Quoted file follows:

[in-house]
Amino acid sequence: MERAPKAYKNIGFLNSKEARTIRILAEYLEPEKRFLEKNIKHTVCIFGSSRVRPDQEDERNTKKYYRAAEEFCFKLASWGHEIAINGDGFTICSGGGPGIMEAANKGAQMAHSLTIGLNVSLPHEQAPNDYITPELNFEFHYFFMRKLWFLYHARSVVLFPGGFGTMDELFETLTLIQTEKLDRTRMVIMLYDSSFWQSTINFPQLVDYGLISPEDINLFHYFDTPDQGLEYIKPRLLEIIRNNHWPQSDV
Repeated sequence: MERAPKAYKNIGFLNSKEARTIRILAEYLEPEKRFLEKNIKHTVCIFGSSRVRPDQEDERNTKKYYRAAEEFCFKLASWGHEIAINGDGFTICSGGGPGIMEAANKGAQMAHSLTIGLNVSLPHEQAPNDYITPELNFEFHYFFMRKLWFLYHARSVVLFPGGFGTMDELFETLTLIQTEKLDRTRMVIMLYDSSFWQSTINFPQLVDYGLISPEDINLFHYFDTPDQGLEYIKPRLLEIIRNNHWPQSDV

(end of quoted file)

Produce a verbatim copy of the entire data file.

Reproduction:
[in-house]
Amino acid sequence: MERAPKAYKNIGFLNSKEARTIRILAEYLEPEKRFLEKNIKHTVCIFGSSRVRPDQEDERNTKKYYRAAEEFCFKLASWGHEIAINGDGFTICSGGGPGIMEAANKGAQMAHSLTIGLNVSLPHEQAPNDYITPELNFEFHYFFMRKLWFLYHARSVVLFPGGFGTMDELFETLTLIQTEKLDRTRMVIMLYDSSFWQSTINFPQLVDYGLISPEDINLFHYFDTPDQGLEYIKPRLLEIIRNNHWPQSDV
Repeated sequence: MERAPKAYKNIGFLNSKEARTIRILAEYLEPEKRFLEKNIKHTVCIFGSSRVRPDQEDERNTKKYYRAAEEFCFKLASWGHEIAINGDGFTICSGGGPGIMEAANKGAQMAHSLTIGLNVSLPHEQAPNDYITPELNFEFHYFFMRKLWFLYHARSVVLFPGGFGTMDELFETLTLIQTEKLDRTRMVIMLYDSSFWQSTINFPQLVDYGLISPEDINLFHYFDTPDQGLEYIKPRLLEIIRNNHWPQSDV